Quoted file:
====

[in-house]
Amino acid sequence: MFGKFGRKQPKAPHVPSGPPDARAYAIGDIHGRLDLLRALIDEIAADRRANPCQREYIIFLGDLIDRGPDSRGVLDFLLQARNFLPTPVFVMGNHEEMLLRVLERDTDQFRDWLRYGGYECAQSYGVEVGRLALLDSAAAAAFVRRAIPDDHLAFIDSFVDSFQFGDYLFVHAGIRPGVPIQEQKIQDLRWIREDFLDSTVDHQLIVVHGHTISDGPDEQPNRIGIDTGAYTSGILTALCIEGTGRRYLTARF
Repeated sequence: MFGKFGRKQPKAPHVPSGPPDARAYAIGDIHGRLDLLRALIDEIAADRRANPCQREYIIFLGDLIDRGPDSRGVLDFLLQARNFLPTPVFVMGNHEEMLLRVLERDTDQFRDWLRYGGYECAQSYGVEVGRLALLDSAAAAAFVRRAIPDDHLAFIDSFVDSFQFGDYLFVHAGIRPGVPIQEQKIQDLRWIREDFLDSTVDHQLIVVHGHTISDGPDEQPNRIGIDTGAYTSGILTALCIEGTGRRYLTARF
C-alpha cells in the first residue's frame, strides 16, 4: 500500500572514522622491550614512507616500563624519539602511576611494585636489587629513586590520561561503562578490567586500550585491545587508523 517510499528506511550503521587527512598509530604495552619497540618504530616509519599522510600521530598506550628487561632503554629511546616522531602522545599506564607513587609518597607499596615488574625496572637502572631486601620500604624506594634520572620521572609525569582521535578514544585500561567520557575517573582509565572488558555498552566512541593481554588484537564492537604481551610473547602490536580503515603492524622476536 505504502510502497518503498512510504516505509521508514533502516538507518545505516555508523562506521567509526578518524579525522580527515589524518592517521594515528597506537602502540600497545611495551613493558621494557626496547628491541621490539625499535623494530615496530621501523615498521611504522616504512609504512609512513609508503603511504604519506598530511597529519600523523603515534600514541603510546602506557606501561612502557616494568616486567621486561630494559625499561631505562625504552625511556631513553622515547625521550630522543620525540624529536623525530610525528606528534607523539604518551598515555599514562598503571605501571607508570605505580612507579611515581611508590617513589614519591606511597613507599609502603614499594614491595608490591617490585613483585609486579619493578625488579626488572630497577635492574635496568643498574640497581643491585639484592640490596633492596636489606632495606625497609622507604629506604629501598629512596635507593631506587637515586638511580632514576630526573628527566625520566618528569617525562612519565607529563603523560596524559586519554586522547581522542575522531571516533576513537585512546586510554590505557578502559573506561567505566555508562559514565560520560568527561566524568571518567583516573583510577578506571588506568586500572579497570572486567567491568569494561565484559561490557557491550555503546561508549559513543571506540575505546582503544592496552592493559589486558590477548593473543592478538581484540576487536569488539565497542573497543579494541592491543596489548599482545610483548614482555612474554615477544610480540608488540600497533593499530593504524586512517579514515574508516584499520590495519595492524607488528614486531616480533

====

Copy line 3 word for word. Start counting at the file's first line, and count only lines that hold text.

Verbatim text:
Repeated sequence: MFGKFGRKQPKAPHVPSGPPDARAYAIGDIHGRLDLLRALIDEIAADRRANPCQREYIIFLGDLIDRGPDSRGVLDFLLQARNFLPTPVFVMGNHEEMLLRVLERDTDQFRDWLRYGGYECAQSYGVEVGRLALLDSAAAAAFVRRAIPDDHLAFIDSFVDSFQFGDYLFVHAGIRPGVPIQEQKIQDLRWIREDFLDSTVDHQLIVVHGHTISDGPDEQPNRIGIDTGAYTSGILTALCIEGTGRRYLTARF